Dec 6, 2021H-2A participation, potential 2022 H-2A wages eyed by Farm Bureau
The end of the calendar year always brings a host of new information about the H-2A temporary agricultural worker program, and this year is no different.
In the last two weeks we have learned total fiscal year 2021 participation and the results of the Farm Labor Survey, which is the basis for the 2022 Adverse Effect Wage Rate; and most recently, the Department of Labor published in the Federal Register its proposed rule concerning the methodology used to calculate the AEWR for H-2A workers. This Market Intel digs into the first two bits of news, the third will be covered in another article once we have had a chance to delve into the proposed rule. The comment period for this proposed rule closes on Jan. 31, 2022.
Fiscal Year 2021 – Another Record-Breaking Year
Despite the ongoing global pandemic, fiscal year 2021, Oct. 1, 2020, through Sept. 30, 2021, was a record-breaking year for the H-2A program. There were 317,619 total positions certified by DOL in fiscal year 2021, marking the first time the program exceeded 300,000 positions. On a fiscal year-over-fiscal year basis, the total number of certified positions increased 15.3% in 2021 relative to 2020. This increase was significantly above the 6.5% increases for both 2019-2020 and 2018-2019, but is more similar to the large, double-digit increases earlier in the decade.
Despite the more “normal” double-digit increase in the total number of certified positions in fiscal year 2021, there were some anomalies in the quarter-over-quarter data. In previous years, the largest quarter-over-quarter increases occurred during the first (October through December) and second (January through March) quarters, while the third and fourth quarters have typically had more modest growth. In fiscal year 2021, there was indeed large quarter-over-quarter increases in the first and second quarters, but a small decline in the third quarter (April through June) and then a significant increase in the fourth quarter (July through September). This is likely not a change in program usage, but rather an anomaly relative to an unusual fiscal year 2020, impacted by the emerging global pandemic.
Like the story on total number of certified positions, the total number of applications reached a new record in fiscal year 2021 with 16,374 applications. The average number of positions per application for the fiscal year was 19 – in line with the last six years. This is one indicator that the H-2A program is being used by a similar make up of farms by size and type as the program grows; there are just more farm businesses utilizing the H-2A program. While the average number of applications for the whole fiscal year is steady, there were also anomalies in the quarter-over-quarter averages. These anomalies were also likely a response to travel uncertainties brought on by the global pandemic.
A good example of the impact of COVID-19-related travel disruption is the case of H-2A workers from South Africa. The U.S. welcomed 4,799, 5,518 and 6,913 H-2A workers from South Africa in fiscal years 2019, 2020 and 2021, respectively. As can be seen in the graphic below, customarily 70-80% of H-2A visas to South Africans are issued in February, March and April. However, in fiscal year 2020, this pattern was disrupted when on March 24, South Africa announced a 21-day national lockdown, resulting in a halt to visa processing. In the chart below, the impact of that lockdown is easily observed. In April 2020, there were only 87 H-2A visas issued, when in April 2019 and April 2021, there were 1,145 and 1,761 H-2A visas issued, respectively. It is also clear that the workers are specialized – for the most part, their arrival was not postponed until later in the year because they were coming to the U.S. to assist specific farms with specific crops, as they do every year.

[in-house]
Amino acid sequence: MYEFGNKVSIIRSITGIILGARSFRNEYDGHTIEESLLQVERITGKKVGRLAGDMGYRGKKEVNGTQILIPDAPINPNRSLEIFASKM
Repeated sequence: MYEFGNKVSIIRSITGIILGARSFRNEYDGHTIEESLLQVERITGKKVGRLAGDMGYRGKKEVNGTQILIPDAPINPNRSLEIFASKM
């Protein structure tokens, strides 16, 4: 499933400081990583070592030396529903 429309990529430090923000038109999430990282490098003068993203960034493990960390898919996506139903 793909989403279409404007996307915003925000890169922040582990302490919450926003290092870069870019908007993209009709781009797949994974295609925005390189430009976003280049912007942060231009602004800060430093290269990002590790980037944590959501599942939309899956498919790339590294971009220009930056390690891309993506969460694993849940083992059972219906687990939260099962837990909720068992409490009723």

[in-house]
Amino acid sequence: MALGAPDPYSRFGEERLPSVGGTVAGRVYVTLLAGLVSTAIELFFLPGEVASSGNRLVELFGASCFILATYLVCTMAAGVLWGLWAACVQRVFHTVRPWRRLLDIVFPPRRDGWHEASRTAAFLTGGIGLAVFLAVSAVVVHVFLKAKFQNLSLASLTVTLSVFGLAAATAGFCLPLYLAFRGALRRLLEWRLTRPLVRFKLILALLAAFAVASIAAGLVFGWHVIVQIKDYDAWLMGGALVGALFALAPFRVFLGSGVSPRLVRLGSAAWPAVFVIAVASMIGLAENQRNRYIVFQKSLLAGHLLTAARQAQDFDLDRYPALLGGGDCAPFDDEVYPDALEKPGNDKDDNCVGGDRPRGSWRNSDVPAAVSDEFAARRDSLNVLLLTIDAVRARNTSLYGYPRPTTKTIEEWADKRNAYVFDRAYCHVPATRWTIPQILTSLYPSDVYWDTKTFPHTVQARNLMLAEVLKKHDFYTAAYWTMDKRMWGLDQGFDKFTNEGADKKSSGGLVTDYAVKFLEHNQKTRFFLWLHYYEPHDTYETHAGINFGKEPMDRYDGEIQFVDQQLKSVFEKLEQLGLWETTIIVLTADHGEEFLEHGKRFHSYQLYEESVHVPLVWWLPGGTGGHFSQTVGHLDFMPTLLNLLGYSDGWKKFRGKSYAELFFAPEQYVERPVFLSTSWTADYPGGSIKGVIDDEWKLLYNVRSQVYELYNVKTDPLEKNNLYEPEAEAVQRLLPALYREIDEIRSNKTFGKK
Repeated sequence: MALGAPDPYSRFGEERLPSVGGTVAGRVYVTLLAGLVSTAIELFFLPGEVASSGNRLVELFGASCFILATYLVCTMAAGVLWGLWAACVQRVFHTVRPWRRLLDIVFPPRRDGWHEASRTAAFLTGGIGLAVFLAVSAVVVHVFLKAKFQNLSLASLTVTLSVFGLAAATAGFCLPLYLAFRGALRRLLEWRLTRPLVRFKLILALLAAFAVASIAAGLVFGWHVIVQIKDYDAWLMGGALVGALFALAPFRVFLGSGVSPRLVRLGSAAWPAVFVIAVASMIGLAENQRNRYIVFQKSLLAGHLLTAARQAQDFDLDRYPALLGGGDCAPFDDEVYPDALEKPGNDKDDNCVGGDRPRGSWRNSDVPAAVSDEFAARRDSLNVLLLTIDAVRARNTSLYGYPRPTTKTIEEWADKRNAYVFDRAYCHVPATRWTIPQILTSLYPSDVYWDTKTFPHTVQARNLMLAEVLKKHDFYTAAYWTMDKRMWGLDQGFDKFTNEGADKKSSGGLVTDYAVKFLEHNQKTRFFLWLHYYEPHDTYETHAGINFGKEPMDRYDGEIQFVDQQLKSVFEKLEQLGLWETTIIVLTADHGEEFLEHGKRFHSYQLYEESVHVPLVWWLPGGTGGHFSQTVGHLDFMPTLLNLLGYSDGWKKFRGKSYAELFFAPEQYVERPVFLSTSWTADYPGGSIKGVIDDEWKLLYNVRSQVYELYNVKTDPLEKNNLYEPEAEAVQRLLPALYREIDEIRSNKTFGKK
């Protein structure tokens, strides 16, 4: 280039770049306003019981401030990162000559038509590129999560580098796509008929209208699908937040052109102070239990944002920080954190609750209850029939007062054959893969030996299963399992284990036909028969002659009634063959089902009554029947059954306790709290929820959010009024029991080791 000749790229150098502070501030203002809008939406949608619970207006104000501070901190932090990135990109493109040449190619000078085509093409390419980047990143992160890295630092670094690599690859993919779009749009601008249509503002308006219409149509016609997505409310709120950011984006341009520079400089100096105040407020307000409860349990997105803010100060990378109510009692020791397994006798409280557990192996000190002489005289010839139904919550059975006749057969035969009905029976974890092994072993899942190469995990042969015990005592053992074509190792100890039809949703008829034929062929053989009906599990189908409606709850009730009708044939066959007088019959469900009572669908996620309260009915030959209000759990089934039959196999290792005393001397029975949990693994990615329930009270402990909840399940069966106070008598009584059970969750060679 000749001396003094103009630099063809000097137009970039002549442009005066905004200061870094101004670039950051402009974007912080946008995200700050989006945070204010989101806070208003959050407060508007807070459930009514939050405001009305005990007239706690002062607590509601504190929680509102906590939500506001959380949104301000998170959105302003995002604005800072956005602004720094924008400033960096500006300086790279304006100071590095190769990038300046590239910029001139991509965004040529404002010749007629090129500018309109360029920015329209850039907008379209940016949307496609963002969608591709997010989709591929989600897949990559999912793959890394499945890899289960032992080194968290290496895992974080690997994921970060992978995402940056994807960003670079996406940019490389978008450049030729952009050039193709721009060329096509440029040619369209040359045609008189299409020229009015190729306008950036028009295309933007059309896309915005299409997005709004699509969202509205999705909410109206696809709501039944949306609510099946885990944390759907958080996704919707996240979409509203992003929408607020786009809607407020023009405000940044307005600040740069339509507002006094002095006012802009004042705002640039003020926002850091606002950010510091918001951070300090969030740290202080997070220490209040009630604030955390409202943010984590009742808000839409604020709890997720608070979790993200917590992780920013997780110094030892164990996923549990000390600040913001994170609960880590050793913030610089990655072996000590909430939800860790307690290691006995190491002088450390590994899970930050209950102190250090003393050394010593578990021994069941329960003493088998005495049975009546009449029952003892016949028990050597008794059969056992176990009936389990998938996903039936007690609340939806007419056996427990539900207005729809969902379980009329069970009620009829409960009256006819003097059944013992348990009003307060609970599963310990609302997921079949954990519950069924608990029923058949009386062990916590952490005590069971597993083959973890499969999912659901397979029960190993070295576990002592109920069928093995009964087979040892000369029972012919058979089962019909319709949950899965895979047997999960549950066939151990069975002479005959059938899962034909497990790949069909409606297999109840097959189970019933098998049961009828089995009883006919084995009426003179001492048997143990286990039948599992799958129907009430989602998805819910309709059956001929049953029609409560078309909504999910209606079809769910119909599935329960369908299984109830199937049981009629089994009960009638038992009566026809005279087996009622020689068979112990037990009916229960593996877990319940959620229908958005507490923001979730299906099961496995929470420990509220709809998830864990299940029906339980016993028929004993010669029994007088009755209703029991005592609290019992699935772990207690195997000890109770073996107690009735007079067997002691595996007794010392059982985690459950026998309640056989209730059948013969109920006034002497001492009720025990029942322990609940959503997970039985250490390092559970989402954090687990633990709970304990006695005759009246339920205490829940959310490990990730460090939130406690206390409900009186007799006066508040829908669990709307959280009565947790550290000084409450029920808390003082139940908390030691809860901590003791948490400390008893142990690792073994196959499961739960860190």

2022 Adverse Effect Wage Rate
With the release of USDA’s Farm Labor Survey on Nov. 24, farmers who utilize the H-2A program now know the Adverse Effect Wage Rate they will pay H-2A workers in 2022. According to the FLS, the annual national average gross wage rate for field and livestock workers, which is the figure used for the AEWR, was $15.56 in 2021, up 94 cents, or 6.4%, from $14.62 in 2020. By comparison, according to the BLS’ Employment Cost Index, nationally, wages and salaries for private industry workers increased 4.6% for the 12-month period ending in September 2021.
While this is interesting, what really matters for the H-2A program are the regional annual average gross wage rates for field and livestock workers, which serve as the basis for the AEWR. As has been the case for several years, the rate of change from region-to-region varied considerably in 2021. The Northeast II region (Delaware, Maryland, New Jersey, Pennsylvania) had the largest increase – jumping $1.49/hour, or 10.6%, above 2020. Meanwhile, wages in the Mountain I region (Idaho, Montana, Wyoming) had the smallest increase – 13 cents/hour, or 0.9%, above 2020. Eleven of the 18 regions in the FLS exceeded the ECI’s 4.6% increase. Hourly AEWR wages now exceed $12/hour in all regions except the Southeast ($11.99).
The Long View
The sizeable 6.4% single-year increase for 2022 comes on the heels of several years of considerable AEWR increases. Over the last five years, the national average AEWR has increased by 28%. Again, regional wages are what really count. From this perspective, depending on the region, wages have increased between 12% and 42% over the last five years.
– Veronica Nigh, senior economist, American Farm Bureau Federation
Photo at top: American Farm Bureau Federation